Libya is striving for the pure society  :   
 Curbs Imposed by Qaddafi, but Western Ways Linger. 
 The New York Times.    05/08/1973.  Página: 14. Páginas: 1. Párrafos: 23. 


Curbs Imposed by Qaddafi, but Western Ways Linger

BENGHAZI, Libya, Aug. 4 (AP)—"The Arab woman places her hand in that of the Arab man to achieve

the historical action of the Arab masses in going from backwardness to progress," proclaims an editorial

on the women´s page in a local newspaper.

That may be so in the abstract, but few young couples are seen strolling hand in hand in this

Mediterranean seaport. It´s the kind of thing the authorities frown upon.

Instead, there are rows of young men sitting forlornly on the seafront or talking politics and eating

sunflower seeds.

The drastic moral strictures of Libya´s young leader, Col. Muammar el Qaddafi, seek to turn this country´s

population into a teetotaling, thrifty, hardworking one, with all Libyans united in a struggle for a better


On the other hand, the country´s huge oil wealth has affect-ed many Libyans, and they evidently would

like to enjoy the material benefits it can buy. The influx of Western goods brings with it the subtle

attractions of Western mores.

Better Lemon for Diplomats

There are no bars here. Colonel Qaddafi banned alcohol in all its forms from the first days of his

revolution in 1969. Early this year, he forbade diplomats their monthly quota.

"Now we serve apricot juice, pineapple juice, soft drinks and Bitter Lemon at our receptions," said on

Western diplomat blandly. "They´re not bad."

Hairdressing salons for women are out. They all had to close recently, under orders from Colonel


But there are still a surprising number of foreign women who go about in the streets almost as they would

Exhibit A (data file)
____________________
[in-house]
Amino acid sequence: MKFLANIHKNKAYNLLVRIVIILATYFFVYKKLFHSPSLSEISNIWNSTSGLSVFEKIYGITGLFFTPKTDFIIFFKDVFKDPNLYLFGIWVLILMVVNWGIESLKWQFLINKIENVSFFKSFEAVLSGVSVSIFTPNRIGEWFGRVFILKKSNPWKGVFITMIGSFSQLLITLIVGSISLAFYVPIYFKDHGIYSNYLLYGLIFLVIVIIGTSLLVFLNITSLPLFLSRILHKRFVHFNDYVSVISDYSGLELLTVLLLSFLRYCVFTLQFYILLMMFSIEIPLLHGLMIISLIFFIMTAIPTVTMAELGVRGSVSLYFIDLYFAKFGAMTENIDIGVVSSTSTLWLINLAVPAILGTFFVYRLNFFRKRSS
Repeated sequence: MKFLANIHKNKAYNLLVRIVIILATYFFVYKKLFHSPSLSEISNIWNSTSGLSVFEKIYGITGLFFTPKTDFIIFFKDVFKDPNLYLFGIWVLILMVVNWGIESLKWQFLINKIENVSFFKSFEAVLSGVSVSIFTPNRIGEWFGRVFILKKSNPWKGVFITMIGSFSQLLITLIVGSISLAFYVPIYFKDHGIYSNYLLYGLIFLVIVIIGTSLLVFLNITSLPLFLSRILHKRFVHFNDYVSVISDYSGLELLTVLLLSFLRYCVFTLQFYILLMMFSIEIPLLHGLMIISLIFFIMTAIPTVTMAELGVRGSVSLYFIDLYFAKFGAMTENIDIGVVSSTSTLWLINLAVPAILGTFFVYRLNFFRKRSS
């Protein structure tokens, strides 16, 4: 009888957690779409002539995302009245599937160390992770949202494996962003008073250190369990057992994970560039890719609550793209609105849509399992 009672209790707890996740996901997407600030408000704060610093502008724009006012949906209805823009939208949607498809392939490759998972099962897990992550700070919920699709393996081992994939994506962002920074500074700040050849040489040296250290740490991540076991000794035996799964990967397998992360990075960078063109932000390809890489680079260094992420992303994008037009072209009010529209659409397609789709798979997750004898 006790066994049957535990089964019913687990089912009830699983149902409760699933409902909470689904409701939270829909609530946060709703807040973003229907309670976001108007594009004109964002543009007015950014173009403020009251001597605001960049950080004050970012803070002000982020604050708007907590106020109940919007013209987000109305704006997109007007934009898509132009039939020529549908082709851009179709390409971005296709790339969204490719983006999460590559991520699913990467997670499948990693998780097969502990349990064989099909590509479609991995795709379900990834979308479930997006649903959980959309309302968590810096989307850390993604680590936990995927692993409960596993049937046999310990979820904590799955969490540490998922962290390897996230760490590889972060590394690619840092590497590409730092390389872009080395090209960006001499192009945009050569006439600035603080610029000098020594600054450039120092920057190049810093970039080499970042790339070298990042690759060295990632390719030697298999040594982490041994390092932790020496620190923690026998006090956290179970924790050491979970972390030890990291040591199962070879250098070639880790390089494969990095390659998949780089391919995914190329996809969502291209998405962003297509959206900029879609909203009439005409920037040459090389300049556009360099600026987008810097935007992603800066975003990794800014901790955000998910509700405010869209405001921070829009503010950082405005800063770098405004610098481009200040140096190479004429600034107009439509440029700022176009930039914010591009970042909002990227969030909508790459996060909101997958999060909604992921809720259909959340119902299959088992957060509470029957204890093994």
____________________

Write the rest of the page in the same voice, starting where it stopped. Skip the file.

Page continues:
at home. The stares they arouse are any-thing but hostile.

Some Libyan girls, more daring than most, appear in public in tight slacks and T-shirts. But they are few

and hurry through the streets. No one wears a veil in the city

Night Clubs Are Gone

Before the revolution, when thousands of foreigners lived here, oil men in from the desert could find

recreation in night clubs and gambling dens. No more.

The night clubs were closed, sometimes personally by a guntoting Colonel Qaddafi; and the gambling

dens have disappeared.

The city´s largest hotel, the plush Gezira Palace, once included a casino with several roulette wheels and

blackjack tables. The tables are now covered with thick cloth. There is an unused row of slot machines.

To reduce foreign influence, Colonel Qaddafi ordered that all public signs be written in Arabic only.

"Those of us who lived here before still managed to get around," said one foreign resident. "Those who

carne later learned by trial and error."

Arabic Usage Stressed

But there is virtually no hostility toward foreigners in the streets. A group of English-speaking visitors

recently took a long, leisurely walk through the bazaar of the old quarter without a single angry glance or


Colonel Qaddafi is determined that Arabic be recognized as an international language. To help bring this

about, he has ordered that personal information in a foreigner´s passport be in Arabic and has refused

entry to some who did not comply.

Libyan newspapers reported proudly the other day that Sweden and Venezuela were the latest countries to

comply with this ruling, bringing the total to 31.

All public announcements In Libya are made in Arabic only. At Tripoli airport recently, two flights were

called, one to London and one to Rome. A young Englishwoman got on the wrong plane and it had to be

called back from the end of the runway to let her off.

Although Colonel Qaddafi is only 31 years old and presumably should find the most receptiveness to his

ideas among Libya´s youth, they seem to resist most.

Bell-Bottoms a Fad

The latest fad in men´s clothing is "unmanly" bell-bottoms—worn with rubber sandals as a concession to

the heat underfoot.

Many young men scorn Colonel Qaddafi´s military haircut and let their hair grow long by Libyan

standards. Wearing bright yellow crash helmets some of them drag-race on the seafront on their new


Consumer goods of every type and variety abound in the stores, including the latest hi-fi sets made in

Japan, shoes made in England and washing machines from the United States.


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